People constantly ask travel writers: where are you going next? They hope to hear about a camel-party in Mongolia. But last week I had to answer blandly: Italy. I travelled with my wife to a friend’s wedding on Lake Orta among the Italian lakes, where the bride arrived by boat at the garlanded jetty of the town hall. There she and her fiancé vowed, according to the quaint-sounding Italian law, to establish their family residence (this sent a shimmer of laughter through the guests — the couple had been cohabiting for years) and educate their offspring. Afterwards I hoped to show my wife the Italian gardens I had loved 40 years ago, but to drive through Lombardy and the Veneto now is to traverse an industrial wilderness. The gardens were hurricane-hit around Como, disintegrating beyond Garda, resplendent at last around Petrarch’s home in the Euganean Hills.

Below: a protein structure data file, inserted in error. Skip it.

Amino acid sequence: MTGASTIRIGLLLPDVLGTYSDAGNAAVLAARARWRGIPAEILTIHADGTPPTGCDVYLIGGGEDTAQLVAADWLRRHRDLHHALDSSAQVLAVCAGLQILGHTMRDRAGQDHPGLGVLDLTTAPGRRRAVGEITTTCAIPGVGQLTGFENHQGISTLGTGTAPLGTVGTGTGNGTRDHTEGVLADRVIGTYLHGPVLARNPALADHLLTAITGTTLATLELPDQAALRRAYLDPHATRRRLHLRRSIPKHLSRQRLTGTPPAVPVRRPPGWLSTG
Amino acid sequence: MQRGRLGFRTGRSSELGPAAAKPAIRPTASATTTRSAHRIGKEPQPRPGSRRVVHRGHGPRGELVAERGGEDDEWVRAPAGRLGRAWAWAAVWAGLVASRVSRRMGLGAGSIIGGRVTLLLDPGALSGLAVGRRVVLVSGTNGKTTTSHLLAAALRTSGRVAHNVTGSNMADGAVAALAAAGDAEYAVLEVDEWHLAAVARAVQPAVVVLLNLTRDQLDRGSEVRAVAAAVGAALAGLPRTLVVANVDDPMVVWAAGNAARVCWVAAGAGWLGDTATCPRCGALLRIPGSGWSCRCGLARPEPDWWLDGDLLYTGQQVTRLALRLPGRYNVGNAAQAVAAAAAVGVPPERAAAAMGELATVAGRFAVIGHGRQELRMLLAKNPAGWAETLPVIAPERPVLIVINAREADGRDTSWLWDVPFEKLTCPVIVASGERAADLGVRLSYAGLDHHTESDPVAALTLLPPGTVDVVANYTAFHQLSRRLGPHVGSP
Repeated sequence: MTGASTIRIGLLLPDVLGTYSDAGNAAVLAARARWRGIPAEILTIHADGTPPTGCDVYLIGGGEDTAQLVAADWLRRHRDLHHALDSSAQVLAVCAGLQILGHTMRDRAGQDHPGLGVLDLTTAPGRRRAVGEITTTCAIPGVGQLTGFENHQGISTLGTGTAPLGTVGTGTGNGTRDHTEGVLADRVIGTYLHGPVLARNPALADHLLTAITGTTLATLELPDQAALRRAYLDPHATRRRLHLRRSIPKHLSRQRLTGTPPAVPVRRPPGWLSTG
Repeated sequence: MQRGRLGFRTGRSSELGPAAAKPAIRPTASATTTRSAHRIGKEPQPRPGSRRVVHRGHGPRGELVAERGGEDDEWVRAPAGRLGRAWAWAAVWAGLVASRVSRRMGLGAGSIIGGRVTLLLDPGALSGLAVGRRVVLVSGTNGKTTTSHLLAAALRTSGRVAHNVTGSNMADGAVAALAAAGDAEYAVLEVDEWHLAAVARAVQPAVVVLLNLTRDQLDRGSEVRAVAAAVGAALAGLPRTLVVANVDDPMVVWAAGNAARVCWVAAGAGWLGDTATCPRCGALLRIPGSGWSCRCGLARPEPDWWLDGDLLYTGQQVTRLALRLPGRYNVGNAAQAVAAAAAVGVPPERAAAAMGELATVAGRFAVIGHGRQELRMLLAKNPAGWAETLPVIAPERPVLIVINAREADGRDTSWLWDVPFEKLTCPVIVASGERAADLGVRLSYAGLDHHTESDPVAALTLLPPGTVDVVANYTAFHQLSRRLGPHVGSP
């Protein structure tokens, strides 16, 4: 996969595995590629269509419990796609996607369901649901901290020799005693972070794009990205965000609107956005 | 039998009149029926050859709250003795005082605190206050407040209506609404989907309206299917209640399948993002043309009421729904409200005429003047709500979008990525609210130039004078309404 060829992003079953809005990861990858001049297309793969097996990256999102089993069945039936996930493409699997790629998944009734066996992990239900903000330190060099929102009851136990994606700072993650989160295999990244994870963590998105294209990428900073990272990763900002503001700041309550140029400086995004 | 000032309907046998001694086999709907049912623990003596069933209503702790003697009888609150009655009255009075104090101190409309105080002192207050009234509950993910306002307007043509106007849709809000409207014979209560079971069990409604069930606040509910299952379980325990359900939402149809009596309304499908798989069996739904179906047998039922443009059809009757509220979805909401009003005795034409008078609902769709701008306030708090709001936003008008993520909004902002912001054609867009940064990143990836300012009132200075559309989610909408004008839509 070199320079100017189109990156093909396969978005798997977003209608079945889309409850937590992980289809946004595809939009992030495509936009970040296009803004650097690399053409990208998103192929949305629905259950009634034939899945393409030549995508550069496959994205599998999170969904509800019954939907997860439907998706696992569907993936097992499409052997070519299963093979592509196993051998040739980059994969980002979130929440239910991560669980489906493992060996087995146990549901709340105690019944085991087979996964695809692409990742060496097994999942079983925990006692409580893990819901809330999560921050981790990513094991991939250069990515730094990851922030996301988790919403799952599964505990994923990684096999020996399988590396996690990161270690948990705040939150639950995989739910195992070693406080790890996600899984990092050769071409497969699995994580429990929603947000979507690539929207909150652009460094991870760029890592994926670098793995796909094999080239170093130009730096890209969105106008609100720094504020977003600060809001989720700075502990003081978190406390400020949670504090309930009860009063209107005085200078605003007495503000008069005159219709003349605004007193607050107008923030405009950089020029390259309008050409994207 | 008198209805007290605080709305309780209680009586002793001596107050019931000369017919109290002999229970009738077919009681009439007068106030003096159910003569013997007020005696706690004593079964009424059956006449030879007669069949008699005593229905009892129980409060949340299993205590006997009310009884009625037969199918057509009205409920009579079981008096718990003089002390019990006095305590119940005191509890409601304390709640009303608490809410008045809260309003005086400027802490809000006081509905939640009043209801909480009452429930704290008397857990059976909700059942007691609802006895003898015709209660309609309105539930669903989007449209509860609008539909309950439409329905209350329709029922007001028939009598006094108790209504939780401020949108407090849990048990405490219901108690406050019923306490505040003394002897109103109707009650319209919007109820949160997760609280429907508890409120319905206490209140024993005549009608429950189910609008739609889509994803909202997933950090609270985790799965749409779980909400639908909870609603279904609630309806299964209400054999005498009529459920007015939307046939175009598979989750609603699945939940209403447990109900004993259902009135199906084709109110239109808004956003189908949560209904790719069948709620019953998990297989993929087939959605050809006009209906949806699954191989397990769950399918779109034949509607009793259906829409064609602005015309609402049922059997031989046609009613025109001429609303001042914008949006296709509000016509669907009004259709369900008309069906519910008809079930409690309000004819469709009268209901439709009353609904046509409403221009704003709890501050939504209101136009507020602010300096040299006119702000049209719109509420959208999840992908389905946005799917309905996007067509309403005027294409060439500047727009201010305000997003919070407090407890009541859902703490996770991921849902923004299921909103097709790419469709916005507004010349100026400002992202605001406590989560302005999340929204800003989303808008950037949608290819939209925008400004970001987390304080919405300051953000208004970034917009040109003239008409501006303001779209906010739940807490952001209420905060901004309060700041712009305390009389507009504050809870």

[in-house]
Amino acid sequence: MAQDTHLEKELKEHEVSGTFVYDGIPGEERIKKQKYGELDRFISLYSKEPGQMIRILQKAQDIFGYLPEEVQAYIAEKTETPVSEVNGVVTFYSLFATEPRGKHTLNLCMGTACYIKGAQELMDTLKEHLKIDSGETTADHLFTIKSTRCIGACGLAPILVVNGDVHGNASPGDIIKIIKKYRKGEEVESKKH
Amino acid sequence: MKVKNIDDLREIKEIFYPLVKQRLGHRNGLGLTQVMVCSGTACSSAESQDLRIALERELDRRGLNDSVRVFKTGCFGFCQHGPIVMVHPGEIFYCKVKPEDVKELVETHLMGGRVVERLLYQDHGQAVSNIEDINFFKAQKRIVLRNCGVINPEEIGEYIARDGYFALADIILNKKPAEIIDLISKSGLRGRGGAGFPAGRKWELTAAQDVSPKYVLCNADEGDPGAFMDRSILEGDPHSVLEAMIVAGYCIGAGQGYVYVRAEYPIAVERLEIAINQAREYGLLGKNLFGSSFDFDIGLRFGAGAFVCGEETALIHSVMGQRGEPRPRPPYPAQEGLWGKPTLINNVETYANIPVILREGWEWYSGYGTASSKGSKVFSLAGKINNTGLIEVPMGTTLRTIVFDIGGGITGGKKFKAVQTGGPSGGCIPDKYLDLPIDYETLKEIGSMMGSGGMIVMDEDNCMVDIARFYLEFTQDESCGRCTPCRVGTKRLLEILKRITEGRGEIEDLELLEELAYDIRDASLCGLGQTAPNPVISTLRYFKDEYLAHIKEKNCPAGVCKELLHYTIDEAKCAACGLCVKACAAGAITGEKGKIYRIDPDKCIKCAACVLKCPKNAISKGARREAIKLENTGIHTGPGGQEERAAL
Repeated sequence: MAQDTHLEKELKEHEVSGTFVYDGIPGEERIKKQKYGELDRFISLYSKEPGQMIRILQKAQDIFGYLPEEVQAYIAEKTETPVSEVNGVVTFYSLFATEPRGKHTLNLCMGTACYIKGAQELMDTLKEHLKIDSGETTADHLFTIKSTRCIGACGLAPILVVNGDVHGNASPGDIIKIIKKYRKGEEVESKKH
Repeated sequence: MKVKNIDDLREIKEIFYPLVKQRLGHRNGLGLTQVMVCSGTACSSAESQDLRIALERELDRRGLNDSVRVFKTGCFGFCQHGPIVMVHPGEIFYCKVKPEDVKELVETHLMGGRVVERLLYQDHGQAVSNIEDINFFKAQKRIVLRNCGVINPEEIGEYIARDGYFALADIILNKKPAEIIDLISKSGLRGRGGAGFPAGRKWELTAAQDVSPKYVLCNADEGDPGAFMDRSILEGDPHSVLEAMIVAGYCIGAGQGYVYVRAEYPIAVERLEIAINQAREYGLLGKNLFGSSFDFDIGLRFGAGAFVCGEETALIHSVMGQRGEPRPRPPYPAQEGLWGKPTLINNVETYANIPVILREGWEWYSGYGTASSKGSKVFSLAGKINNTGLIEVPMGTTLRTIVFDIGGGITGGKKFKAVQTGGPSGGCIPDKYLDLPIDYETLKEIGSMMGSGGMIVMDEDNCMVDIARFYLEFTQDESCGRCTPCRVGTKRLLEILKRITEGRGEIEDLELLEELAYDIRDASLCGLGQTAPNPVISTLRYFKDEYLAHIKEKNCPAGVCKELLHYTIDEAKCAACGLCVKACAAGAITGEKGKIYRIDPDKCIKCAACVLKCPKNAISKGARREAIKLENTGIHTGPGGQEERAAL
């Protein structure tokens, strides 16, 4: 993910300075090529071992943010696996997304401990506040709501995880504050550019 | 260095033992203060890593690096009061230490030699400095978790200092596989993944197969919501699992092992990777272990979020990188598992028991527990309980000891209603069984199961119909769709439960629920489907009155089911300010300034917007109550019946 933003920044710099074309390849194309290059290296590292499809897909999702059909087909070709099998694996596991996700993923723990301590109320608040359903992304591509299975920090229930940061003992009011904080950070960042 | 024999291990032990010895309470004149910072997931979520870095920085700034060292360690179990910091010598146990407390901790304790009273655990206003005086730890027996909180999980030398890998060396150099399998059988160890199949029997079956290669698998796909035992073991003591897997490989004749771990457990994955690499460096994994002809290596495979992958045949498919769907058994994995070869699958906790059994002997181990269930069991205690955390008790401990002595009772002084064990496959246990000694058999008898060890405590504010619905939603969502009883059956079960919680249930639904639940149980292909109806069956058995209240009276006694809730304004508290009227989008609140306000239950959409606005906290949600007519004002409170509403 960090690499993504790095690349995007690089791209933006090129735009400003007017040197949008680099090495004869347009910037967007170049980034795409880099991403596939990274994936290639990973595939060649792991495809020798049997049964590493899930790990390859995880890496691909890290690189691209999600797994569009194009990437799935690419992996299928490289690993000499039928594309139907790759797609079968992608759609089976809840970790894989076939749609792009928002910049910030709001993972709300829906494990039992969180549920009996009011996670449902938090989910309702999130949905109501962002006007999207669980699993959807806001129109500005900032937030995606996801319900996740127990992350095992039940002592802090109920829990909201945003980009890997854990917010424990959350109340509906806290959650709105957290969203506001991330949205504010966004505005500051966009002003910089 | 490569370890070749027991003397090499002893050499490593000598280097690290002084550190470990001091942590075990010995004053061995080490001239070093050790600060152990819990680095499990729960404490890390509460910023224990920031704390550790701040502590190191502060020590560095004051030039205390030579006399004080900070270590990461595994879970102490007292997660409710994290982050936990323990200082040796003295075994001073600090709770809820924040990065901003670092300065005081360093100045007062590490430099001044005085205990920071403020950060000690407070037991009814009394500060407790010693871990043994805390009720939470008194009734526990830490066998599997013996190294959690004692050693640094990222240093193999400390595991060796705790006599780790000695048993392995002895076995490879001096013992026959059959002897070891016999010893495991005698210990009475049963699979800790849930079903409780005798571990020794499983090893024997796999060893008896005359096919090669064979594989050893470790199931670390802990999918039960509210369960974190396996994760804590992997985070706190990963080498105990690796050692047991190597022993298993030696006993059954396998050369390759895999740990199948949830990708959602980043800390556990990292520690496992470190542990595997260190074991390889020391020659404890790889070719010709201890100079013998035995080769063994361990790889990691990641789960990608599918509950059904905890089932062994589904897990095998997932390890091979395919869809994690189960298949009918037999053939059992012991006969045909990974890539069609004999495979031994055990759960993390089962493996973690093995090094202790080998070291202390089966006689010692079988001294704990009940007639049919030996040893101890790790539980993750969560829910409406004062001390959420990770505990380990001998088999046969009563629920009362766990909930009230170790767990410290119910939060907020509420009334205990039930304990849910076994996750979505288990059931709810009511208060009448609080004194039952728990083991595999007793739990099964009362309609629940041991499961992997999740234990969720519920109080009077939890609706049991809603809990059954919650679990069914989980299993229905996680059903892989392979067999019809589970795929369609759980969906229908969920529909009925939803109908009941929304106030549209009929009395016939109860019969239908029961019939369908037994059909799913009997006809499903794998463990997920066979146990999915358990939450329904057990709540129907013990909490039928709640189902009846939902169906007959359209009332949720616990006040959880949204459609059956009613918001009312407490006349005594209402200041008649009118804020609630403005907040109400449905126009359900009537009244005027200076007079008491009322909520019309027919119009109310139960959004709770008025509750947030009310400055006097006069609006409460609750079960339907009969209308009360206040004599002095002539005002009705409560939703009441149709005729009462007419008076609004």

Then there was La Bohème at La Scala: a warhorse of a Zeffirelli production, still magnificent, with Angela Gheorghiu as an ageing Mimi (in a frightful wig). The auditorium, with its scarp of gilded boxes, remains majestic, but the audience was no longer the elegant Milanese haute monde that I remembered from years before. Then, when singers excelled, you could hear the gallery purring like a stroked cat during the arias. Now there was respectful silence. Most striking was the tenor: the hyperactive Vittorio Grigolo — an Italian idol — who bounded onstage for his curtain call, tore open his shirt, plucked out his imaginary heart and tossed it to the audience. His is a sunny, beautifully flexible voice, but I am always, unconsciously, awaiting the next Placido Domingo. Years ago I remember asking the great tenor (I barely met him) whether he had ever sung an evening’s opera to his satisfaction. Never, he replied.